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Diabetic Kids May Benefit From Daily Vitamin E


WebMD Health News
Reviewed by Merle Diamond, MD

Sept. 26, 2000 -- It's been speculated that vitamin E does many good things for the body, and here's yet another. Vitamin E supplements may protect children with type 1 diabetes from damage to their blood vessels that is common with this disease, according to a study that appears in the September issue of the journal Diabetes Care.

Researchers found that when children were given vitamin E supplements each day, in a relatively small dose of 100 IU per day for three months, levels of glutathione increased. This is good news because glutathione provides natural protection against the toxic effects of free radicals, the body's natural but harmful byproducts of daily living that damage cells. Glutathione levels can be low in diabetics, and diabetics are also more susceptible to damage from these substances. Free radicals have also been implicated in other diseases including hardening of the arteries, cataracts, Parkinson's disease, and Alzheimer's disease.

The investigators also found evidence that in the diabetic children who received the vitamin E supplements, there was indeed less damage to cells.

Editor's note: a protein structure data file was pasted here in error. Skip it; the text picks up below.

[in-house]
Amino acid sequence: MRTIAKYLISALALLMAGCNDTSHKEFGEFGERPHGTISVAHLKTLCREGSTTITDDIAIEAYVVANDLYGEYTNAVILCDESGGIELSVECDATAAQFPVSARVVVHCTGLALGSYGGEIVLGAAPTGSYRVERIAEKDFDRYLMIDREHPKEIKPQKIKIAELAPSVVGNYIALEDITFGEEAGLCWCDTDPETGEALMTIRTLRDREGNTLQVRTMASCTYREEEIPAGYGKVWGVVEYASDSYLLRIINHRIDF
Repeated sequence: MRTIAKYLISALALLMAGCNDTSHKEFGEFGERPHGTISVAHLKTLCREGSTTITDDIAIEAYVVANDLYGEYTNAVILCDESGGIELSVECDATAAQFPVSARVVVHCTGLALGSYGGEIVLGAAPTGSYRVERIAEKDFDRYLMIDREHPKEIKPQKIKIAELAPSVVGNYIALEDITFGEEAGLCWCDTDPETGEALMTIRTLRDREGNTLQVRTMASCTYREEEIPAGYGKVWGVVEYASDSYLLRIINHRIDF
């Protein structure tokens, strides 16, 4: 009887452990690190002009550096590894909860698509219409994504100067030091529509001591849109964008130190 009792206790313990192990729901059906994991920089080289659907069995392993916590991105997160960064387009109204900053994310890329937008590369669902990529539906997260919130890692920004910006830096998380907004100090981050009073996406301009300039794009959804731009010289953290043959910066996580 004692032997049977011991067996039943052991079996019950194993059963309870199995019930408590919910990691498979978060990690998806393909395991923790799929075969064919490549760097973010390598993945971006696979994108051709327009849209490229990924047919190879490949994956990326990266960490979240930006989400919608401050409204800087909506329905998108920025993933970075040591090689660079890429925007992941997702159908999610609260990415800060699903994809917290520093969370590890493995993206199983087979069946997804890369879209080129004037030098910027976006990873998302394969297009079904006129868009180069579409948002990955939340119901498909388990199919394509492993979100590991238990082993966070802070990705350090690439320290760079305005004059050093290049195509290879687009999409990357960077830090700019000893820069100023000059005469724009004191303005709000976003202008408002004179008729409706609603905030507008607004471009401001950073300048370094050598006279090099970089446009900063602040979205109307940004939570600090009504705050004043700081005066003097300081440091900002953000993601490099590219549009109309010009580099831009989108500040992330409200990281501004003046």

In the case of vitamin E, supplements may be best, Steven P. Petrosino, PhD, professor of nutrition at LaSalle University in Mandeville, La., tells WebMD. "If the vitamin can be gotten from food, it's best to do it that way. But with vitamin E, you'd have to eat 15 to 20 pounds of wheat germ to get these amounts." Petrosino is also a member of a NIH committee on heart disease.

However, he cautions, it's important for parents to discuss any kind of vitamin supplementation they may give their children with their child's pediatrician. Pediatricians can offer valuable advice about which supplements may be the best, especially in diabetic children.

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